Impressive collective efforts to bring animal species Back from the Brink in an RTE special
Monday morning, 3:30am I’m stirred by a clatter. A reluctant glance out the window reveals the household recycling bin has been tipped over by the wind, about to release its contents into the world. Off I boldly go into the elements to right it, hopeful that it will stand firm for the rest of the night.
5:30am. The blasted bin has gone over again, and I venture out to find a solution, this time leaving it on its side, with the lid against the wall so that it doesn’t fly open. Once I do that I stand in the doorway a while, listening to the birdsong and taking in the swishing of the branches of the tree opposite as it sways somewhat fiercely in the breeze.
The wonder of nature, waking me up not once, but twice in one night! The arrogance of human kind makes us forget that we’re at nature’s mercy; a certain circumstance we’ve all been living with for over a year now has brought that misconception down to earth with a bang, with everyone on the planet now all too well aware that nature can turn on us suddenly, at any time.
But a large and growing group of people have been more clued in than most that the natural world and we the citizens of Earth must, and can, cooperate, in order to ensure the survival of us all.
On Sunday evening Derek Mooney brought us Back from the Brink, a special programme highlighting the efforts conservators are making in Ireland and all around the world to preserve and re-populate animals on the brink of extinction.
It was a fascinating programme that followed a variety of scientists in their efforts, from affixing a camera to a basking shark in waters off Scotland in order to further understand their mating patterns, to documenting the birds of the Eternal City, Rome, which now include wild parrots.
Starting off the east coast of Ireland, Derek took a trip out to the islands of Rockabill to see the work being done there to help Roseate Terns. These birds had been dying out, possibly as a result of environmental changes in their winter homes in Africa, and the results were stark not just in Ireland but throughout Europe.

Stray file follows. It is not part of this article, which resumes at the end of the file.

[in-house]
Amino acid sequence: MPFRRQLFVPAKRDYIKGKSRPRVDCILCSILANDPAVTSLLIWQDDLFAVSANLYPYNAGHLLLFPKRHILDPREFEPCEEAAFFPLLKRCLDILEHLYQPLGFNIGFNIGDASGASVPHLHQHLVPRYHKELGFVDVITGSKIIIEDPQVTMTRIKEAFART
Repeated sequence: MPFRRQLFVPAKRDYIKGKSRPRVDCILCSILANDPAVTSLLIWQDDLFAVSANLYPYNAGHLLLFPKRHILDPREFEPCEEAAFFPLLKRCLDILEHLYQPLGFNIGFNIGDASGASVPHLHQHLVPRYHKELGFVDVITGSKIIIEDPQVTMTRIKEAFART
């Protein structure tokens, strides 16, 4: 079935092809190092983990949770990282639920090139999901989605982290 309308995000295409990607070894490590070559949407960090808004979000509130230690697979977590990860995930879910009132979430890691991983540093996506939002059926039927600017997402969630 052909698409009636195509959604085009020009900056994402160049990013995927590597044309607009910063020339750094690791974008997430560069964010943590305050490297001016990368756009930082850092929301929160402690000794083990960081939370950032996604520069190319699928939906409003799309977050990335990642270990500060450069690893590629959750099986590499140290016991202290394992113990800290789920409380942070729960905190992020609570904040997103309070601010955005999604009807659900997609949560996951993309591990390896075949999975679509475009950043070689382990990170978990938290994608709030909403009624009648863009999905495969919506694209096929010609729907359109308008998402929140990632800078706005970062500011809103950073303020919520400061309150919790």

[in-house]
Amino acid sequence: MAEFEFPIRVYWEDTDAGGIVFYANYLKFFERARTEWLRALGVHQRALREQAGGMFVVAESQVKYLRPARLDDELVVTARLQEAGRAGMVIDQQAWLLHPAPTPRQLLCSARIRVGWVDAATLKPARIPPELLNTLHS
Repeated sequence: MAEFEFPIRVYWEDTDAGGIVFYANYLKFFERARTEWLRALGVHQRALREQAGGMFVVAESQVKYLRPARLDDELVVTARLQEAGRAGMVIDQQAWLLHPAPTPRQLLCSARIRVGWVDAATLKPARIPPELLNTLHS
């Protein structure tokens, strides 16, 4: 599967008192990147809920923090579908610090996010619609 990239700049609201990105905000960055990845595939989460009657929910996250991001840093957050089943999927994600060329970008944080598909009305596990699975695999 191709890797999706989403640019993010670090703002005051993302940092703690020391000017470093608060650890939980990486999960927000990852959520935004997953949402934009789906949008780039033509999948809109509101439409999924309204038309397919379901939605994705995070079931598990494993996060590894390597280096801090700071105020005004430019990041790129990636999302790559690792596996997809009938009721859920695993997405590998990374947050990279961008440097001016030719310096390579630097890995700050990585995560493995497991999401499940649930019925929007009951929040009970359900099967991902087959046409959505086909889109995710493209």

Birdwatch Ireland posited the simple solution of construction of bird boxes to house the laying terns, and it’s been a great success, with 900 now in position on the islands. Similarly, a church in Amsterdam has created nooks for their population of swifts, and in Switzerland, bats have been given a new lease of life by re-directing the direction of lamplight in their clerical living space.
Back from the Brink provided not only eye-opening insight into what we can do to co-exist with our animal friends but some very impressive wildlife camera-work. Some gorgeous shots over Rockabill showed the majesty of the coast, and the murmurations of starlings captured over Rome were a sight to be seen.
Although there’s much work to do to get back to a more equal balance between us and the rest of the world, it’s clear that we can all do our bit. Reducing, reusing and recycling are all easy places to continue from, particularly with the sea’s biggest enemy, plastic. There’s still time to bring the edge of climate catastrophe back from the brink.
Speaking of doing our bit, the Irish Cancer Society’s Daffodil Day was forced to change tack for the second year running, and so brought in some famous faces to the Late Late Show on Friday to promote their valuable cause.
One of the most spoken about draws of the night was John and Edward Grimes (of course, better known collectively as Jedward) and their decision to shave off their famous quiffs in memory of their mother, and in support and solidarity with people affected by cancer.
Trademark hyperactivity was in abundance, with giggles aplenty as the shears were brought out – with the pair of them in it, they gleefully took on the roles of barber, shaving each other’s heads in turn, in return for donations.
Along with the rest of the guests on this Late Late special, including Shane Filan from Westlife and Irish Cancer CEO Averil Power, Jedward helped raise over €3 million for the society.
- First published in The Tuam Herald on 31.03.2021